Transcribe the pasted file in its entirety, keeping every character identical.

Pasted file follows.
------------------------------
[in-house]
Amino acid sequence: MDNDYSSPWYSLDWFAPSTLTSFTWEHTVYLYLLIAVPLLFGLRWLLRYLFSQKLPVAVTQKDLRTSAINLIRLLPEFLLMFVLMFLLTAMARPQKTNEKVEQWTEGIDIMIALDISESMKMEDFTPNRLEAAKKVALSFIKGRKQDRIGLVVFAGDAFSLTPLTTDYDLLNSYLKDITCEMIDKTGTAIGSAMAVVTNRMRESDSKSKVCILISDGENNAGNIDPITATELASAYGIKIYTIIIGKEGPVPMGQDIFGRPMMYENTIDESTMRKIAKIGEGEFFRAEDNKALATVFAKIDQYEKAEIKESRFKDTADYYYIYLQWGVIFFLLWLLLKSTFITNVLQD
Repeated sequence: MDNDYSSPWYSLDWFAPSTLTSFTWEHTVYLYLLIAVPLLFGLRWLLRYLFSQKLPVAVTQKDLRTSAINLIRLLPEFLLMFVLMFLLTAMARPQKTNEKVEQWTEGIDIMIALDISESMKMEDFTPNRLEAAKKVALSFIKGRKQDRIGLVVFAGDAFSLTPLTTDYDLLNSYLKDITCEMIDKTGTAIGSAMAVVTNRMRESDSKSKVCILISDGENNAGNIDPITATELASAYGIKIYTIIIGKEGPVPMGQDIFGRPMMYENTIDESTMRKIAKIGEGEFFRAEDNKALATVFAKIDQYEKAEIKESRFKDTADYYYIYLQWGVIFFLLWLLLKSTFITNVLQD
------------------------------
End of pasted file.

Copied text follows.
[in-house]
Amino acid sequence: MDNDYSSPWYSLDWFAPSTLTSFTWEHTVYLYLLIAVPLLFGLRWLLRYLFSQKLPVAVTQKDLRTSAINLIRLLPEFLLMFVLMFLLTAMARPQKTNEKVEQWTEGIDIMIALDISESMKMEDFTPNRLEAAKKVALSFIKGRKQDRIGLVVFAGDAFSLTPLTTDYDLLNSYLKDITCEMIDKTGTAIGSAMAVVTNRMRESDSKSKVCILISDGENNAGNIDPITATELASAYGIKIYTIIIGKEGPVPMGQDIFGRPMMYENTIDESTMRKIAKIGEGEFFRAEDNKALATVFAKIDQYEKAEIKESRFKDTADYYYIYLQWGVIFFLLWLLLKSTFITNVLQD
Repeated sequence: MDNDYSSPWYSLDWFAPSTLTSFTWEHTVYLYLLIAVPLLFGLRWLLRYLFSQKLPVAVTQKDLRTSAINLIRLLPEFLLMFVLMFLLTAMARPQKTNEKVEQWTEGIDIMIALDISESMKMEDFTPNRLEAAKKVALSFIKGRKQDRIGLVVFAGDAFSLTPLTTDYDLLNSYLKDITCEMIDKTGTAIGSAMAVVTNRMRESDSKSKVCILISDGENNAGNIDPITATELASAYGIKIYTIIIGKEGPVPMGQDIFGRPMMYENTIDESTMRKIAKIGEGEFFRAEDNKALATVFAKIDQYEKAEIKESRFKDTADYYYIYLQWGVIFFLLWLLLKSTFITNVLQD